Pluto may be long gone, but NASA’s New Horizons spacecraft is by no means finished with the outer solar system. For the second time, New Horizons has observed 1994 JR1, a 90-mile wide Kuiper Belt Object (KBO) that orbits over 3 billion miles from the sun.
The latest observations, which were made on April 7th and 8th by New Horizons’ Long Range Reconnaissance Imager and composited in the gif below, smash the spacecraft’s own record for our closest encounter with a KBO. That record was set in November, when New Horizons observed JR1 from a distance of over 170 million miles.
Here was JR1 back in November:
And here it is last month, from a distance of just 69 million miles:
The latest observations allowed the New Horizons science team to start fleshing out a portrait of the lonely space rock. We can now pinpoint the location of JR1 to within 600 miles, giving us our most precise KBO orbit to date. Having nailed down its coordinates, astronomers can rule out a theory that JR1 is some sort of Plutonian satellite. The new data also reveals that JR1 is spinning quickly, completing a full rotation about its axis once ever 5.4 hours.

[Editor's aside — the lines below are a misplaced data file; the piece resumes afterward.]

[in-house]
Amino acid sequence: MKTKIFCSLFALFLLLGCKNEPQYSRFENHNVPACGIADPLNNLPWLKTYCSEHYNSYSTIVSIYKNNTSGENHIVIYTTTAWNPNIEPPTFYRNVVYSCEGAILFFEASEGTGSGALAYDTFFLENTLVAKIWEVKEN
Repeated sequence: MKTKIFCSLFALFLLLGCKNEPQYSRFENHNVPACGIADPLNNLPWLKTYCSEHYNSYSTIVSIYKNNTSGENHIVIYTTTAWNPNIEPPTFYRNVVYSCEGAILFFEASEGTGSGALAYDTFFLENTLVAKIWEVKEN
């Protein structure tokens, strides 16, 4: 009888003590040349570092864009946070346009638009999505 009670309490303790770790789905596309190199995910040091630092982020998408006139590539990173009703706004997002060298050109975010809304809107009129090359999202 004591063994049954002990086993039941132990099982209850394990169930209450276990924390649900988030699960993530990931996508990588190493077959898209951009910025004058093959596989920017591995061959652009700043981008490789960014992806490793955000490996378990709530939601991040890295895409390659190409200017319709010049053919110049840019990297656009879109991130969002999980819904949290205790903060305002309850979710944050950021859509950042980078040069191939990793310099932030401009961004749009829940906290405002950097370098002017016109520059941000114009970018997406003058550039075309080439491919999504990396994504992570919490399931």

“This is all part of the excitement of exploring new places and seeing things never seen before,” John Spencer, a New Horizons science team member Southwest Research Institute in Boulder said in a statement.
Indeed, these are our first tantalising glimpses of a mysterious realm whose existence astronomers only learned of a few decades ago. You can think of the Kuiper Belt as a vast cryobank, filled with primordial chunks of rock that have not been touched or transformed since the birth of the solar system. Studying the KBOs could reveal our own cosmic origin story—which is why the New Horizons mission operators back on Earth are trying to convince NASA that we ought to conduct a close flyby of yet another KBO, 2014 MU69, in 2019.
You should be crossing your fingers that the extended New Horizons mission gets green-lit. The Pluto flyby completely revolutionised our perspective on a tiny world we thought we understood. It’s hard to imagine that pulling up close to another distance ice ball won’t shatter even more preconceptions about the outer solar system.